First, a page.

Thursday, July 12, 2012

We Are Toddlers


So often my sweet little child does something so dastardly that really tests my mommy patience to the max. She can be wily, she can be mischievous, she can be downright violent. She can be defiant, and stubborn, and disrespectful, and sometimes temporarily deaf it seems. (If you ever find yourself repeating your child's name more than five times in a row, then it appears your child may also suffer from temporary loss of hearing; my condolences.)


But then there are times when she can be a little angel. Sometimes she does things that make me want to google whether or not there have ever been any reported cases of a mother's heart literally bursting from pride, and if not, I'm certain I will be the first ever recorded case. She can be loving, and silly, and hilarious, and obedient. We share moments together that are filled with so much joy that no smile nor laugh could ever properly express.


But whether she is throwing a shoe at my face or planting a huge smooch on it, my love for her never changes. In any moment of any day, my heart swells with love for her. Her goofiness, her quirks, her wildness, her sweetness, her whole life... fills my whole life with meaning. She enriches my days and teaches me so much about God's love.


The other day, Gemma woke up from her nap in a ridiculously grumpy mood. And I use the word ridiculously very literally here, because what could be more ridiculous that a well-fed, well-loved, well-rested child coming downstairs just whining for absolutely no reason whatsoever? Anyway, here was my little grumpy-poo, wailing and flailing, just being unreasonable in every way. So I dug deep and mustered up some genuine empathy for her because I guess there have been times when I've woken up on the wrong side of the bed too. (Rocky, if you're reading this, the correct answer is "Why no dear, you're always sunshine and butterflies!") I knelt down in front of my little girl and offered her every kind of help I could. I tried to snuggle her, make her laugh, sing to her, hug her, offer her food, read her books, etc. Nothing was working. 

So I changed my tactic. I started talking to her in a very logical, grown-up kind of way. "Everything is okay Gemma. You're safe, I love you, nothing is wrong. If you're hungry, let's go get some food. If you're thirsty, here's your water. Now, please tell me why you're upset and let's try to figure this out together." In my head, I pictured her responding very well to this tactic, cheering right up and speaking in complete, coherent sentences about the full nature of her unhappiness. What happened in reality is she just kept crying and shaking her head and throwing things. And as odd as this may sound, it was in this exact moment, that I saw God. In myself. No narcissism here, dear readers, in fact - quite the contrary.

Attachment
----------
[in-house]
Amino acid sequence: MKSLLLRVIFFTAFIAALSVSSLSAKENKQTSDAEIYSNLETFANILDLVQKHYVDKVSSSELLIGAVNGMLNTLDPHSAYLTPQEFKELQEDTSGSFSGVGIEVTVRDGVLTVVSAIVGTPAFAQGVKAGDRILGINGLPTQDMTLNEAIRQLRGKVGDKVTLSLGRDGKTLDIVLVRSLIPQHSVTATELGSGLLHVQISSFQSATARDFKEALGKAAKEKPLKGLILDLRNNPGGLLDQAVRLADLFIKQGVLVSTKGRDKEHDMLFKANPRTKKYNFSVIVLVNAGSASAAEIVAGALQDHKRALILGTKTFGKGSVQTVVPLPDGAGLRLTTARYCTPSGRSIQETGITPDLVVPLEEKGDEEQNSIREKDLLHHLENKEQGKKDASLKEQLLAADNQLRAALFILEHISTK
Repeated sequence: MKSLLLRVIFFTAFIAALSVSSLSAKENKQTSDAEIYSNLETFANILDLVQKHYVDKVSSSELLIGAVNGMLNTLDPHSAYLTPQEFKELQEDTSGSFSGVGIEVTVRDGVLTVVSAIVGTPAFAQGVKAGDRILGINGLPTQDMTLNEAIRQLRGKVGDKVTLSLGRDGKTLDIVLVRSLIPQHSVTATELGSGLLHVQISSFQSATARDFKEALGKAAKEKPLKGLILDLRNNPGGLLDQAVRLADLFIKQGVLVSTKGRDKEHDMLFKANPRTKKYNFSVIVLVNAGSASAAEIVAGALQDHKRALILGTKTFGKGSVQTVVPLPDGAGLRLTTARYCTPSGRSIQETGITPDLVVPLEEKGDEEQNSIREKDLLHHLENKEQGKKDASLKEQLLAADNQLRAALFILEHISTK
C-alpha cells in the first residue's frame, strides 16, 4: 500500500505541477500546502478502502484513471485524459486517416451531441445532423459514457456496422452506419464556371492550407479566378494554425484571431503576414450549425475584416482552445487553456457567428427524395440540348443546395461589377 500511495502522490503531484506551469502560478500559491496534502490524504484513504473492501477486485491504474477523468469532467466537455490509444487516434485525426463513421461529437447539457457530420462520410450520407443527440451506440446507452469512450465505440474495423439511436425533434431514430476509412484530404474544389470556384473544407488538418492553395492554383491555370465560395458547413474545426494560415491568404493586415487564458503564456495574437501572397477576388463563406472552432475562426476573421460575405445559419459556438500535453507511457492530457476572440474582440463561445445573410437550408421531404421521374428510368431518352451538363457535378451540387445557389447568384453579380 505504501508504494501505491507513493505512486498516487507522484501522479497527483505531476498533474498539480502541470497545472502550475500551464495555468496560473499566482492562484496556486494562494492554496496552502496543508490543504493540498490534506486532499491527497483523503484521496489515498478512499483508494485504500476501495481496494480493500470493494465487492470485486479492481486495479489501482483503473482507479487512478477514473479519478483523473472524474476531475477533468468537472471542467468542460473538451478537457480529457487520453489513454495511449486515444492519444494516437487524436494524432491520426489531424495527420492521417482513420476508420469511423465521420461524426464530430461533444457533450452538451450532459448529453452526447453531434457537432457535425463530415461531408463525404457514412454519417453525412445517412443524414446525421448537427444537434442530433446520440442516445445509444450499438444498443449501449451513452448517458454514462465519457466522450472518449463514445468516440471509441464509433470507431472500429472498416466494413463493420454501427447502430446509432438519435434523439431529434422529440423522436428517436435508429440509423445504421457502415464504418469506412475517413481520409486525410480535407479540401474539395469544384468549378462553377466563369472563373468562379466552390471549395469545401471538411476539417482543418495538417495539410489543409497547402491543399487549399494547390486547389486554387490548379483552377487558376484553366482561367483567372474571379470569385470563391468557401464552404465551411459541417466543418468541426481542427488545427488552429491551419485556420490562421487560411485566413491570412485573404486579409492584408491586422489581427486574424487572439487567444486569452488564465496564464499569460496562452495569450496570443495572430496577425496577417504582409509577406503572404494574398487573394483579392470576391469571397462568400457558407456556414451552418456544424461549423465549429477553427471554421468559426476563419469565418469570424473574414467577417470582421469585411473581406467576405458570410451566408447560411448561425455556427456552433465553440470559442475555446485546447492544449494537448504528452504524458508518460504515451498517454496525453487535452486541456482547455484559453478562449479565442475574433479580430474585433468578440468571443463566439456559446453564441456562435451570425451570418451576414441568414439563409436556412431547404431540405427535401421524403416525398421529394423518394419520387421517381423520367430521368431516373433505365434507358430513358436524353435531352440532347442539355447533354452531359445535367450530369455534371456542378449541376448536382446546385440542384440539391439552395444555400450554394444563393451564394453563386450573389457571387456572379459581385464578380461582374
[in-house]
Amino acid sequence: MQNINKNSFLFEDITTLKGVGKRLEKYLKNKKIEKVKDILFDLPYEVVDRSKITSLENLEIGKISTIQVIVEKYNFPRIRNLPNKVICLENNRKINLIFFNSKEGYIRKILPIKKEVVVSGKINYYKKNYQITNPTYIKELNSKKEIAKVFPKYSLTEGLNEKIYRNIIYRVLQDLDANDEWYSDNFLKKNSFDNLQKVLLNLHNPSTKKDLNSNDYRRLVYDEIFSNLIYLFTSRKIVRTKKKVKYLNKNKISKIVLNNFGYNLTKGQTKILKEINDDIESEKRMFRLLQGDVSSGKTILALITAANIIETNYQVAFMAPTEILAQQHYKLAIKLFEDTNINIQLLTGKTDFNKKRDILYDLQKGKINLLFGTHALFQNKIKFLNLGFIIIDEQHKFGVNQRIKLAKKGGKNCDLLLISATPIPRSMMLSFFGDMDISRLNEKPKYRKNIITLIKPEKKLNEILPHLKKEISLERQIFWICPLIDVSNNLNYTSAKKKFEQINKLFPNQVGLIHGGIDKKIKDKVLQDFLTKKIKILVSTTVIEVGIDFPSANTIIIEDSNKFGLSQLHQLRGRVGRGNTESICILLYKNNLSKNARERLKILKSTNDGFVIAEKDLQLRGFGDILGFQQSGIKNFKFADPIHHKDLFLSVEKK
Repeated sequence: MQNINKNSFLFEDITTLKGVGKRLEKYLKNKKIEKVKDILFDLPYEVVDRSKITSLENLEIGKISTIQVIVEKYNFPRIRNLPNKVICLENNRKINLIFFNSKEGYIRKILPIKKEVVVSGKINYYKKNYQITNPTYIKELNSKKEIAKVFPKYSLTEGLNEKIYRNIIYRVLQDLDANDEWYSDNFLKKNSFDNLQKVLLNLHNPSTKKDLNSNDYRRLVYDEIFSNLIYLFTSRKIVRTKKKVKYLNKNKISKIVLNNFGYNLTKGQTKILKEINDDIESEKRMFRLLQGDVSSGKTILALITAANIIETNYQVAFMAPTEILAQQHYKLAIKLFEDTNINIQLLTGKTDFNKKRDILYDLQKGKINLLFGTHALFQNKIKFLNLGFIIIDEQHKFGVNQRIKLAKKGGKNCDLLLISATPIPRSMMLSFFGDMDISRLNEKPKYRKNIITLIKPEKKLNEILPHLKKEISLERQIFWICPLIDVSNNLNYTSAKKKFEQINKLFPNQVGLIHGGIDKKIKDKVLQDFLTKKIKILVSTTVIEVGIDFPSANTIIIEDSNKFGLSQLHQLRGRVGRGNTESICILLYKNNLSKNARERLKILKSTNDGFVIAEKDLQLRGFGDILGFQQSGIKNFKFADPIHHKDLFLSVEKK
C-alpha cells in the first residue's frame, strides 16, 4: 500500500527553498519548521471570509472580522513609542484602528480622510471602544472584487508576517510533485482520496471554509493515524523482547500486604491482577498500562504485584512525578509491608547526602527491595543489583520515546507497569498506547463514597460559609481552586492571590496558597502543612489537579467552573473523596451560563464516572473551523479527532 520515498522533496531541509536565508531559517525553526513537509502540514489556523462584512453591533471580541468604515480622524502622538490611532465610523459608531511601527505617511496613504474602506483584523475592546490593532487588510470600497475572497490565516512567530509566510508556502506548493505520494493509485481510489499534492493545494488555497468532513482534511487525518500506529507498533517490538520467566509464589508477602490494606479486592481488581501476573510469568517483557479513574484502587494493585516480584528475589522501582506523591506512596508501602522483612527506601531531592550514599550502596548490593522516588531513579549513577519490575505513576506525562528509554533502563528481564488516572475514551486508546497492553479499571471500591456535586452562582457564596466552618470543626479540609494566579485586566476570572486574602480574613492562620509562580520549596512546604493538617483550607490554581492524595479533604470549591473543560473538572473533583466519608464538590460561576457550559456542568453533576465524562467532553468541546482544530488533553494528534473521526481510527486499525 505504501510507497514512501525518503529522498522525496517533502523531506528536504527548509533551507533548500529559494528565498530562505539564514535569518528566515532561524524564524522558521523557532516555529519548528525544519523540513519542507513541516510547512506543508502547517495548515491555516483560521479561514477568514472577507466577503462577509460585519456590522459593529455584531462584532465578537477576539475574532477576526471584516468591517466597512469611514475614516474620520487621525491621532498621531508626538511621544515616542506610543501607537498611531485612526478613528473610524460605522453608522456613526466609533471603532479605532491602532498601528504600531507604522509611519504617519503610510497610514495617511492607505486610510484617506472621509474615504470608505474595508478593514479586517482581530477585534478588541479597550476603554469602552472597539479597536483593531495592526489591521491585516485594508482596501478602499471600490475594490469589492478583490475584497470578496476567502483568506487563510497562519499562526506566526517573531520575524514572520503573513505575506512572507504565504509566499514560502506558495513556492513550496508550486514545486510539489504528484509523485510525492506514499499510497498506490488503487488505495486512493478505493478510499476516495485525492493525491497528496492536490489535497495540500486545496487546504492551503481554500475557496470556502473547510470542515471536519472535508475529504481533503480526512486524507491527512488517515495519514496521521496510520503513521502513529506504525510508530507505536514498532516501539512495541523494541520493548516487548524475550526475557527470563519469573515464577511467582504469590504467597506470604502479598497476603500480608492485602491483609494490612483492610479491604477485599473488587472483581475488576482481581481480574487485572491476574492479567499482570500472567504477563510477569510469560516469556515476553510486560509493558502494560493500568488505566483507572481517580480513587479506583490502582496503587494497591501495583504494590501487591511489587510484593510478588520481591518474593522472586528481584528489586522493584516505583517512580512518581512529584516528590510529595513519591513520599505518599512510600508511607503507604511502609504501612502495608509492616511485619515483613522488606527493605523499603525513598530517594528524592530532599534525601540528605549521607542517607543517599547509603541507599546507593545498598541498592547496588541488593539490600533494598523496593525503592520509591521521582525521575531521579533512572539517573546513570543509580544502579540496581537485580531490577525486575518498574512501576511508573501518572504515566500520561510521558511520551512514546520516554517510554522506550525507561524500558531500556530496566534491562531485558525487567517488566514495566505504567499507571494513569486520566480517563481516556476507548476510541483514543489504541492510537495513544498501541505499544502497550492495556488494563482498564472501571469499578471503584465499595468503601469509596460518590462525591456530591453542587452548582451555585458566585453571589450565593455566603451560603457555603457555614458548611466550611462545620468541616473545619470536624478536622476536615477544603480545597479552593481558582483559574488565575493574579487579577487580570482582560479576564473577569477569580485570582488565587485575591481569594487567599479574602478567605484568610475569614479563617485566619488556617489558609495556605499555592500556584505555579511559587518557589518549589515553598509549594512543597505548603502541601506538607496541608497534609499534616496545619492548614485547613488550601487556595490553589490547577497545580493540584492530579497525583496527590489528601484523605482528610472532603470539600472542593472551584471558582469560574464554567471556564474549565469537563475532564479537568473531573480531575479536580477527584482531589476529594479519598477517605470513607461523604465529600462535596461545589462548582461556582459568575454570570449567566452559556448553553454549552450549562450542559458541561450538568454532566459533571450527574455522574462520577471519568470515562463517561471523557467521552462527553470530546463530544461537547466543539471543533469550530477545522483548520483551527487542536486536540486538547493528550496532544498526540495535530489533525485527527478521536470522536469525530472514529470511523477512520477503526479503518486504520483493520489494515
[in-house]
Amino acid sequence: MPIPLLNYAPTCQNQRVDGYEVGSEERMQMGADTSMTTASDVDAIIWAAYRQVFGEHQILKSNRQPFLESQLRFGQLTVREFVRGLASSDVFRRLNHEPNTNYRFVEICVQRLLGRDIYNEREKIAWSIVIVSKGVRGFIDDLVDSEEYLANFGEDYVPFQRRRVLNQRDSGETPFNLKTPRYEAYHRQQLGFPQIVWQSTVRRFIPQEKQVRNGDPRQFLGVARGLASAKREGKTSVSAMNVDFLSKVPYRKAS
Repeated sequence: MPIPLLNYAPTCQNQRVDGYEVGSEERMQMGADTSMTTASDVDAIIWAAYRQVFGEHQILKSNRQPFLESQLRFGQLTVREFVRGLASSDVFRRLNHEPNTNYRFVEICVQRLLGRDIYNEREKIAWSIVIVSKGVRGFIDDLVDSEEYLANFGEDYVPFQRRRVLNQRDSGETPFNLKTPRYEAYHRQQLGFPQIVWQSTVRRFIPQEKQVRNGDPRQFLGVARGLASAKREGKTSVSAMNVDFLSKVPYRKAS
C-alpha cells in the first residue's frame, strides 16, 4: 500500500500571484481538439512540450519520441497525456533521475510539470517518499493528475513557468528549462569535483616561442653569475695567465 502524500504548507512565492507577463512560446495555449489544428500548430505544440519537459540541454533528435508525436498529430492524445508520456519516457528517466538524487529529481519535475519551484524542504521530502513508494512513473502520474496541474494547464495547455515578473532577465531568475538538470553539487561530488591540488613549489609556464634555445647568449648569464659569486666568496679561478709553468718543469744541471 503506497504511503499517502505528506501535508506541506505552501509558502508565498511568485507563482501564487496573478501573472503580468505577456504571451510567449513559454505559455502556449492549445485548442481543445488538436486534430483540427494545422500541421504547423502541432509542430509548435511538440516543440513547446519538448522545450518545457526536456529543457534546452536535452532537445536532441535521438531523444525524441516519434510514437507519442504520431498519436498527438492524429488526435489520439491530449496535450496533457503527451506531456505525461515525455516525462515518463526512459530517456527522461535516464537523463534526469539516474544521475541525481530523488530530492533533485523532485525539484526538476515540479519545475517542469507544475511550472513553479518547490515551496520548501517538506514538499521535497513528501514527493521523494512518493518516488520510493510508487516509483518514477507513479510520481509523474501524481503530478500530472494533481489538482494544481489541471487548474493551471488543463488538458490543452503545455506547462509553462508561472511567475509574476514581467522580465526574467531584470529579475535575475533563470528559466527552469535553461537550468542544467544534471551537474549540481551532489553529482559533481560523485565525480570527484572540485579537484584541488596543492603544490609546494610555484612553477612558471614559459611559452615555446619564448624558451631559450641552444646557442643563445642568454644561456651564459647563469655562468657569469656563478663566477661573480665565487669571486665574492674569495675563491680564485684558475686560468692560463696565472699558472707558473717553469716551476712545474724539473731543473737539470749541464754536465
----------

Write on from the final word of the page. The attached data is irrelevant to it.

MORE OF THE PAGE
I realized in that moment that we are like toddlers to our Heavenly father. How many times has God been trying to speak to me and help me, but I was too busy shouting and throwing a tantrum at him to hear his voice? How many times have I ignored his counsel? Disobeyed his commands? Refused his love? I'm ashamed to say, more times than I can count.

And yet through it all, his love for me never wavers. It never decreases. It never changes. His patience never runs out. His forgiveness never ceases. He never abandons me. 

So whenever Gem starts to throw a fit over something trivial (really, is there any non-trivial fit in a toddler's world?) or I see another child screaming at Mass or watch as a mother at the playground consoles her baby who just fell, I'm reminded of God's love. He nurtures us, guides us, forgives us, and loves us through all the seasons of our lives, all our deviant behaviors, all our injuries, all our fears, all our tantrums, all our joys, all our accomplishments. Even when we act like toddlers to him, God loves us as a mother loves her child: unconditionally, unrelenting.

But being a toddler in God's eyes does not have to be a negative thing. For there is a simplicity, a humility, a beautiful dependance that little children have on their parents that we as Christians can learn from. This is how we should approach God always... as children. Let us remember the words of Jesus. "Let the little children come to me, and do not hinder them, for the Kingdom of Heaven belongs to such as these."

And next time your toddler defies you, ignores you, harms you... reflect on times when you have been a less than ideal child, and then recall how God was patient with you, loved you, and forgave you in those times. Let that be the always model for how we parent our little ones.


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